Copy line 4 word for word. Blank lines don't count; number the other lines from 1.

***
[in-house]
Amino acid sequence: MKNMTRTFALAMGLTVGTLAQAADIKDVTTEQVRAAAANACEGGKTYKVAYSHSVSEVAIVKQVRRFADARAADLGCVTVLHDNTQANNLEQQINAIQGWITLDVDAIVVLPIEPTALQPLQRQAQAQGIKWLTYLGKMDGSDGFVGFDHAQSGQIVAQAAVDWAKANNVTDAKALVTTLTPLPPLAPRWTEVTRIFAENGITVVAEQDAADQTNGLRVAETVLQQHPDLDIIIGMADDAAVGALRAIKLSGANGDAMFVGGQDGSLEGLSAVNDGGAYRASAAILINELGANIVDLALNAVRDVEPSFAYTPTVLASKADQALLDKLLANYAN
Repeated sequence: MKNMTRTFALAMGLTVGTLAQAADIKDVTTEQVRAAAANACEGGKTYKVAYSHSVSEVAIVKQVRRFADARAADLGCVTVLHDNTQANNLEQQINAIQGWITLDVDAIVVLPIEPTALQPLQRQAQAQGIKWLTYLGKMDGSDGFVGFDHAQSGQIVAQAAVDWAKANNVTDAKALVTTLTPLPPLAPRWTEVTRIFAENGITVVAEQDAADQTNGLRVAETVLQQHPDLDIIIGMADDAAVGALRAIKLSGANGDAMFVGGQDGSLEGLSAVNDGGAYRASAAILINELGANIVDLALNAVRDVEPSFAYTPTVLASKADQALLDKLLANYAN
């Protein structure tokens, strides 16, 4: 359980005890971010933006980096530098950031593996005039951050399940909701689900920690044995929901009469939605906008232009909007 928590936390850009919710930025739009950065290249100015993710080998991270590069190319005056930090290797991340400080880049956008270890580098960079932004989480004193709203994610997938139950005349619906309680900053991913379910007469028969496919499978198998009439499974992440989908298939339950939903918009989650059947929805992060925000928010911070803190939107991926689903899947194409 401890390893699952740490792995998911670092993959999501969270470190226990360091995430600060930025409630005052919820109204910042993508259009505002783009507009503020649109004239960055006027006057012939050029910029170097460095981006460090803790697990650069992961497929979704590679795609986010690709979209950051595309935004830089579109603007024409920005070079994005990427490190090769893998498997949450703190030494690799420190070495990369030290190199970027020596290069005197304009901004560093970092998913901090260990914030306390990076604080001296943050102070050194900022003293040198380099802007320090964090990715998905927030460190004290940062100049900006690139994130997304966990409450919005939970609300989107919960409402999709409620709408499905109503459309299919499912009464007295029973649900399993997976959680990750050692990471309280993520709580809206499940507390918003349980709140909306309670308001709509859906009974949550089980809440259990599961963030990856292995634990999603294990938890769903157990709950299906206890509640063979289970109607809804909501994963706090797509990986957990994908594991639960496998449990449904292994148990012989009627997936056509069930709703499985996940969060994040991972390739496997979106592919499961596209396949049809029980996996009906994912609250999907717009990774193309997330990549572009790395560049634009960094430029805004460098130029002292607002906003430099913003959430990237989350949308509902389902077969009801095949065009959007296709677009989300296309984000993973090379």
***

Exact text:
């Protein structure tokens, strides 16, 4: 359980005890971010933006980096530098950031593996005039951050399940909701689900920690044995929901009469939605906008232009909007 928590936390850009919710930025739009950065290249100015993710080998991270590069190319005056930090290797991340400080880049956008270890580098960079932004989480004193709203994610997938139950005349619906309680900053991913379910007469028969496919499978198998009439499974992440989908298939339950939903918009989650059947929805992060925000928010911070803190939107991926689903899947194409 401890390893699952740490792995998911670092993959999501969270470190226990360091995430600060930025409630005052919820109204910042993508259009505002783009507009503020649109004239960055006027006057012939050029910029170097460095981006460090803790697990650069992961497929979704590679795609986010690709979209950051595309935004830089579109603007024409920005070079994005990427490190090769893998498997949450703190030494690799420190070495990369030290190199970027020596290069005197304009901004560093970092998913901090260990914030306390990076604080001296943050102070050194900022003293040198380099802007320090964090990715998905927030460190004290940062100049900006690139994130997304966990409450919005939970609300989107919960409402999709409620709408499905109503459309299919499912009464007295029973649900399993997976959680990750050692990471309280993520709580809206499940507390918003349980709140909306309670308001709509859906009974949550089980809440259990599961963030990856292995634990999603294990938890769903157990709950299906206890509640063979289970109607809804909501994963706090797509990986957990994908594991639960496998449990449904292994148990012989009627997936056509069930709703499985996940969060994040991972390739496997979106592919499961596209396949049809029980996996009906994912609250999907717009990774193309997330990549572009790395560049634009960094430029805004460098130029002292607002906003430099913003959430990237989350949308509902389902077969009801095949065009959007296709677009989300296309984000993973090379």